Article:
A review of Trove, Washington Post’s news aggregation service

Apr 20, 2011   //   by admin   //   Blog, Media blog  //  No Comments

by David Silverberg

The Washington Post is betting you are being overwhelmed by so much online news, you’ll need a hand sorting out what you like. The newspaper company launched Trove today, and the site is being billed as a “new digital news experience that gives you easy access to the information you care about,” as WaPo CEO Don Graham explained in a welcome note.

He goes on to say, “As a Trove user, you’ll have the power to create your own channels, which you can use to follow the people, places, things, and information sources that catch your eye.”

How does Trove work? You are encouraged to sign in with your Facebook account, using Connect, in order for Trove to determine what interests you based on the things you “like” on Facebook. So when I used Connect to try out Trove, the site immediately knew I was interested in Stephen Colbert, citizen journalism, basketball, the tech blog Mashable, and so on. It included a channel on the Golden Globes for some reason, which means I must’ve “liked” something related to the Globes recently, even though it’s not a Page I frequent.

When you reach the Trove front page, you are confronted with a display of various channels, such as one on basketball or Osama bin Laden, depending on your interests. These channels pull from 10,000 sources, not all of them mainstream. So for my Colbert channel, I can see recent stories from Truthdig or Slashfood or The Atlantic. Trove tells me 78 articles include mentions of Colbert, although some are simply blog posts from those I normally wouldn’t find, which can be interesting or disappointing.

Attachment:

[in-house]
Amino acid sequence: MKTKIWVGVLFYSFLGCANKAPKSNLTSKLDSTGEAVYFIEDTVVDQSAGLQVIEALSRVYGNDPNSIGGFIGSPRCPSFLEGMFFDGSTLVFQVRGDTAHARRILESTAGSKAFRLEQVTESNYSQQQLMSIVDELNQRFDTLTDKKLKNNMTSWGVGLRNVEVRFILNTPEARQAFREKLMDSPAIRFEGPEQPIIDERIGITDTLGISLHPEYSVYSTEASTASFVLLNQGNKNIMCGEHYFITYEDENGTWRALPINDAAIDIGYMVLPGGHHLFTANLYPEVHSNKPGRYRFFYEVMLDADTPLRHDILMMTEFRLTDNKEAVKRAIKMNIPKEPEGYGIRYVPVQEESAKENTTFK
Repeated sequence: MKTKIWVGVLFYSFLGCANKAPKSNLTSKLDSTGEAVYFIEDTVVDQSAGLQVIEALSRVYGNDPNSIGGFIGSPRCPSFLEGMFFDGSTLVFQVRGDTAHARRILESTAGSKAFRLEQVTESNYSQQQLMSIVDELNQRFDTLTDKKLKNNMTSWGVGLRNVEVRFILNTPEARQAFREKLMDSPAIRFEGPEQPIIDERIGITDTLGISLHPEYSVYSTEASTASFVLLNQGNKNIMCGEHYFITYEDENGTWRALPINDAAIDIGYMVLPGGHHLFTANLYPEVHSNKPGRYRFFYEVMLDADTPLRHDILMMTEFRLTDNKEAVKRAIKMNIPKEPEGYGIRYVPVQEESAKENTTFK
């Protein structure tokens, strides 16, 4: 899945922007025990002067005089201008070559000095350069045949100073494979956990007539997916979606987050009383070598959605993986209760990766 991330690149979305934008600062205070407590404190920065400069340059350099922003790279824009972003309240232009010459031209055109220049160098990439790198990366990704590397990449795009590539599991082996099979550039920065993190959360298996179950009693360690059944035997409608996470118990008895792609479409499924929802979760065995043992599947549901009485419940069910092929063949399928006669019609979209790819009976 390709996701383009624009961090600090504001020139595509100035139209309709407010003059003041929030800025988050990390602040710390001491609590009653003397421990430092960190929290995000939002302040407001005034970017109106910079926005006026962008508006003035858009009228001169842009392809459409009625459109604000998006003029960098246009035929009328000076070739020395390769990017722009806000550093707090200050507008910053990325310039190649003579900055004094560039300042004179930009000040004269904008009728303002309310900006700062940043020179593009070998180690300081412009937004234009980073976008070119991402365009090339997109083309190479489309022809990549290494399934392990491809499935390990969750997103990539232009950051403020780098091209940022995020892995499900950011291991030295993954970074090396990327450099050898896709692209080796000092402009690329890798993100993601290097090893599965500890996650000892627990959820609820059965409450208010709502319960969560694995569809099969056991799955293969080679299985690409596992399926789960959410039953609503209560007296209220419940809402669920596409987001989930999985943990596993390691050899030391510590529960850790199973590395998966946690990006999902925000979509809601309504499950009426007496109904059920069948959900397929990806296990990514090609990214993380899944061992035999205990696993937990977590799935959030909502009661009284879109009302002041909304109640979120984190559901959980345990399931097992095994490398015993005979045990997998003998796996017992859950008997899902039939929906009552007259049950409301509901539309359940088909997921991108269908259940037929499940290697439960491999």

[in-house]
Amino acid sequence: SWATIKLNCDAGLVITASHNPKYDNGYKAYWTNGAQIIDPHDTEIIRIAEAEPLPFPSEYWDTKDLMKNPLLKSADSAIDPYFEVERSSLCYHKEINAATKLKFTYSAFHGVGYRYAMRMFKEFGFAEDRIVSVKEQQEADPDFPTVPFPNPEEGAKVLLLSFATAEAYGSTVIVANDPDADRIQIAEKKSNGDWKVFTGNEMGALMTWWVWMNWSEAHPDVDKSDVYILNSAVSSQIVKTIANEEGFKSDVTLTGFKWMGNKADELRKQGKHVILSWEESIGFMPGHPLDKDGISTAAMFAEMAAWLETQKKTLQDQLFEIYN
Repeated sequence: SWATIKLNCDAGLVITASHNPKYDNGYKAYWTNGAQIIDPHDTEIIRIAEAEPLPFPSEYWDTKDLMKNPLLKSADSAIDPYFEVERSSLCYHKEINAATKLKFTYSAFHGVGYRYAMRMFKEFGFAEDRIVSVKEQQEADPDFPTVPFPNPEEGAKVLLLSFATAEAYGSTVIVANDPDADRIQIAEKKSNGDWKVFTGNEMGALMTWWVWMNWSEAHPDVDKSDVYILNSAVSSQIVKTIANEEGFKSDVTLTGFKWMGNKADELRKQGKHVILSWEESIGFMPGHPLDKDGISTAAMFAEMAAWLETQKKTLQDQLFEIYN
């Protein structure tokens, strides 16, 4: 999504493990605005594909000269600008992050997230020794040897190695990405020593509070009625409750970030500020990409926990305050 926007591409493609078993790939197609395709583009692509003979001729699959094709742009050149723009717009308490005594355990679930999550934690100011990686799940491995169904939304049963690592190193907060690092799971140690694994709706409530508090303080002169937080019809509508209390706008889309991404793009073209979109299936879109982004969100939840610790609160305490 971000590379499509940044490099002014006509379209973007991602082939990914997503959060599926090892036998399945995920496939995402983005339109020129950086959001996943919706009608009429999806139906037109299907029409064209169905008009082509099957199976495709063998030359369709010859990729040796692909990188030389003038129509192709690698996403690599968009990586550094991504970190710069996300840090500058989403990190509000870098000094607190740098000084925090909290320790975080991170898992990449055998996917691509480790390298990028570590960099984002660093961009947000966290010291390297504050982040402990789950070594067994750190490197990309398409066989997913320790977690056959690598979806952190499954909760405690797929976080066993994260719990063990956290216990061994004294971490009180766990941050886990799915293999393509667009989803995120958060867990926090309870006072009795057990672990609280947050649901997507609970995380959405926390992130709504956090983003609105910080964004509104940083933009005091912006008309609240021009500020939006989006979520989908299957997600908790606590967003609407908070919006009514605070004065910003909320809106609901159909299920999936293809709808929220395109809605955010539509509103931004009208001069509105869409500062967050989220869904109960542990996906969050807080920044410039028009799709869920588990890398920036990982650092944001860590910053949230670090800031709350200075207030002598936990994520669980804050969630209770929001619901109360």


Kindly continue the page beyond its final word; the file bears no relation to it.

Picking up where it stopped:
You can also create custom channels. I decided to create a news stream relating to all things Toronto, so I found sources such as the Toronto Star and Metro News Toronto to include in this channel. I also included any news relating to the Toronto Raptors, my favourite local sports team. Unfortunately, Trove couldn’t find my ideal Toronto blogs, Torontoist and blogTO, so I’m assuming Trove isn’t pulling from under-the-radar sources on a hyperlocal level.

The left side of the front page showcases “Editor’s Picks”, ranging from world to tech news. More well-known news sites are listed here, such as USA Today, The Guardian and, of course, the Washington Post.

Problem is, if you have a lot of channels it can be difficult to find them on the front page. I added the Toronto channel but Trove only displayed a few of my channels on the front page, such as basketball and Colbert and citizen journalism. Where was my Toronto page? I had to dig around to find it, and Trove didn’t seem to allow me to customize what channels appear where. It is the first day in public beta, so bugs are bound to occur.

Another section, Conversations, lets you comment on a certain topic, such as basketball, or one a certain news outlet, such as the New York Times. But right now, it’s somewhat dead there, since Trove just launched, but I posted a topic-starter in the Jeopardy section, so will wait to see if anyone replies. I’m curious to find out how people will come across my conversation, too.

Trove has also rolled out an Android app, with iPhone, iPad and Blackberry apps coming soon. I have an iPhone so I wasn’t able to test the Android app.

Have you tried out Trove? What do you think of personalized news services?

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